Figure 9 The expression of 9 lncRNAs in breast cancer tissues and cells. (A) Heat map of 5 lncRNAs with significantly differential expression in breast cancer tissues. (B–E) qRT-PCR results showed that USP30-AS1, TFAP2A-AS1, MAPT-AS1, and LINC01087 expression were higher in breast cancer cell lines than in the normal cell lines. *P<0.05, **P<0.01 (F) qRT-PCR results showed that HOXB-AS1 expression was lower in breast cancer cell lines than in the normal cell lines. ***P<0.001.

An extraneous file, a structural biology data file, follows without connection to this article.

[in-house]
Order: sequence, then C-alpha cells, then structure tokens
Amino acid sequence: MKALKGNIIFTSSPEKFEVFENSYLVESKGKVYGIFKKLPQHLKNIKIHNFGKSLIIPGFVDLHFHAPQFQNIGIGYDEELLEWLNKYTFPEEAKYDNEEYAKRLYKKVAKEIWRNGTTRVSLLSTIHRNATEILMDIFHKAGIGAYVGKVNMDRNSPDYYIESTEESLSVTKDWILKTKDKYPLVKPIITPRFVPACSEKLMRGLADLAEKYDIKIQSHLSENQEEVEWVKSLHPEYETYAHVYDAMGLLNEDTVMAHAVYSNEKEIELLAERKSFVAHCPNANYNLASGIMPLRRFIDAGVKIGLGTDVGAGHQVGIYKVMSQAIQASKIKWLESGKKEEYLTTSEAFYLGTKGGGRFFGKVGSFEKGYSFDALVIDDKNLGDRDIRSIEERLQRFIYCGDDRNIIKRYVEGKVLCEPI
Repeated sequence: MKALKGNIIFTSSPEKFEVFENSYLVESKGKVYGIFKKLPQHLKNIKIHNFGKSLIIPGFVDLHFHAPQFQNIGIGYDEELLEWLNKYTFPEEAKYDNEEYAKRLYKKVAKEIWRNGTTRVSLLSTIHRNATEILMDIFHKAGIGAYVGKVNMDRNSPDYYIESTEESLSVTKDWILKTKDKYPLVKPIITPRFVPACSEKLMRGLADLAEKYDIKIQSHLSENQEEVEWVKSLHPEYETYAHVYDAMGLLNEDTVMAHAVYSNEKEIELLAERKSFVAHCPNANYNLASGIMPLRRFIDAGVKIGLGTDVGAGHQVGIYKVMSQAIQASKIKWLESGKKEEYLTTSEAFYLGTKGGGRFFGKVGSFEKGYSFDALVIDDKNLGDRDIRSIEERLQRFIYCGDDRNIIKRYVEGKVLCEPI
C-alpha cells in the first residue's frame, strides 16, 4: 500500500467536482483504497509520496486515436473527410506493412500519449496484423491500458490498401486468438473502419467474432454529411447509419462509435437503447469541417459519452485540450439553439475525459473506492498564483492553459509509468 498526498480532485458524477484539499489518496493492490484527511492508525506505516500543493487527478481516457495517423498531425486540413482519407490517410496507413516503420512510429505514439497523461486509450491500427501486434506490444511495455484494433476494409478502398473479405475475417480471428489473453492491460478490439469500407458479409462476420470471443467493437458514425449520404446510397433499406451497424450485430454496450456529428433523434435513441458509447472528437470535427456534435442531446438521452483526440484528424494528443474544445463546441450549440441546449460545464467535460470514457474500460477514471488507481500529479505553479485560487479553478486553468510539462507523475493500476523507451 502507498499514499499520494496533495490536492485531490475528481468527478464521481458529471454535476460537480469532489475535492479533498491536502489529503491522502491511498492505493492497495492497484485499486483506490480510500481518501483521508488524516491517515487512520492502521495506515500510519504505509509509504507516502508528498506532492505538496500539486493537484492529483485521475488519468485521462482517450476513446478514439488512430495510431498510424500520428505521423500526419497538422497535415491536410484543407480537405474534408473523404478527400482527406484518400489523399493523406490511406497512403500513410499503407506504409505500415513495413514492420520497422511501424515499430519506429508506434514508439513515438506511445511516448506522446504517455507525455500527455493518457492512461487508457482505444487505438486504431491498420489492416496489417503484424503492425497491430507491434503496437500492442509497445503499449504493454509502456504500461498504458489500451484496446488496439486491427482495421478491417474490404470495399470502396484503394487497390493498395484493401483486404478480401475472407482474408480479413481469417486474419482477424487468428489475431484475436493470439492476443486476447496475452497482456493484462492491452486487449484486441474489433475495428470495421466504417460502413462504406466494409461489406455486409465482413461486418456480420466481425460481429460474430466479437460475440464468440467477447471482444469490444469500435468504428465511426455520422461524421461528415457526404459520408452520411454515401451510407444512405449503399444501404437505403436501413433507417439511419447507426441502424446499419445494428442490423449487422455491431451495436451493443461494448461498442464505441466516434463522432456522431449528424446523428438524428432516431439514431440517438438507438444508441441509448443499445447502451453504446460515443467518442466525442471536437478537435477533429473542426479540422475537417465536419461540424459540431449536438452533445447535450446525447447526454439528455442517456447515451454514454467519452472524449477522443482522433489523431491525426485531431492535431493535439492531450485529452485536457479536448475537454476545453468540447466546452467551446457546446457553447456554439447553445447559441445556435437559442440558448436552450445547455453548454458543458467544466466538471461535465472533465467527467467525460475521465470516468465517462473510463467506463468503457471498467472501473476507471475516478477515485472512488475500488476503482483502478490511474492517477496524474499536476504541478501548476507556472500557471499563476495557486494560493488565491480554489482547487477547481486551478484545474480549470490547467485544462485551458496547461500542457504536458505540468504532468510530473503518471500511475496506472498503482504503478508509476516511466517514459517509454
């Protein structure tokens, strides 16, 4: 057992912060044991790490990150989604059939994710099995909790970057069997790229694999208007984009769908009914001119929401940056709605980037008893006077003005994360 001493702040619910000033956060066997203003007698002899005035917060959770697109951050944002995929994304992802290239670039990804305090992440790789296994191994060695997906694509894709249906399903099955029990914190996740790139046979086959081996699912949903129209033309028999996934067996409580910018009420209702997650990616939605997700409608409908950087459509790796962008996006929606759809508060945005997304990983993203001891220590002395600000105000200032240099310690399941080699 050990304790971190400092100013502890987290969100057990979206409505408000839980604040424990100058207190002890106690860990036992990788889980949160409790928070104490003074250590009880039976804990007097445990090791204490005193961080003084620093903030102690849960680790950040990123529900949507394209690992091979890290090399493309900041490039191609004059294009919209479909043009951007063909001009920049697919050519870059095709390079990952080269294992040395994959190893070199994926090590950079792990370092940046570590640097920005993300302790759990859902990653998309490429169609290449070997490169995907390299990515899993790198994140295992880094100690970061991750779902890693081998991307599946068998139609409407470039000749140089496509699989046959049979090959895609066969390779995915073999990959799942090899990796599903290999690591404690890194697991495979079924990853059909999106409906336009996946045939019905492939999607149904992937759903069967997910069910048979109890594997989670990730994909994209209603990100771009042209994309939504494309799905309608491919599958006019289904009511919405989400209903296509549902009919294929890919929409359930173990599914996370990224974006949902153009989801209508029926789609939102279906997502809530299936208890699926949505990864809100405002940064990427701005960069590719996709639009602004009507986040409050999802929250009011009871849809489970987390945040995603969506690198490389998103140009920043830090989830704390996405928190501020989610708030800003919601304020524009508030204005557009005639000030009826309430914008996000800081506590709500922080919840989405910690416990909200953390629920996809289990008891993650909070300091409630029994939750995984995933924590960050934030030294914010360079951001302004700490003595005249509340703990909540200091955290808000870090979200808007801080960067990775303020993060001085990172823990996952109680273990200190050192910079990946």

Breast cancer is characterized by the accumulation of abnormal cells, which may be attributed to the imbalance of cell proliferation, apoptosis, and autophagy regulation disorder. Autophagy plays a dual role in inhibiting and promoting the occurrence and development of cancer at different stages (24). Increasing evidence shows that lncRNAs and autophagy are closely associated with the occurrence, development, and prognosis of many different tumors. Recent evidence suggests that lncRNA NAMPT-AS promoted breast cancer progression and regulated autophagy through the mTOR pathway (25). Existing studies showed that there is a positive relationship between the expression of lncRNA LCPAT1 and LC3β in lung cancer (26). Other studies showed that lncRNA DICER1-AS1 expression was up-regulated in osteosarcoma cells, while knockdown of DICER1-AS1 could inhibit the proliferation, migration, and invasion of osteosarcoma cells, and reduce the protein expression levels of ATG5, LC3, and Beclin1, indicating that knocking down DICER1-AS1 can inhibit autophagy of osteosarcoma cells (27).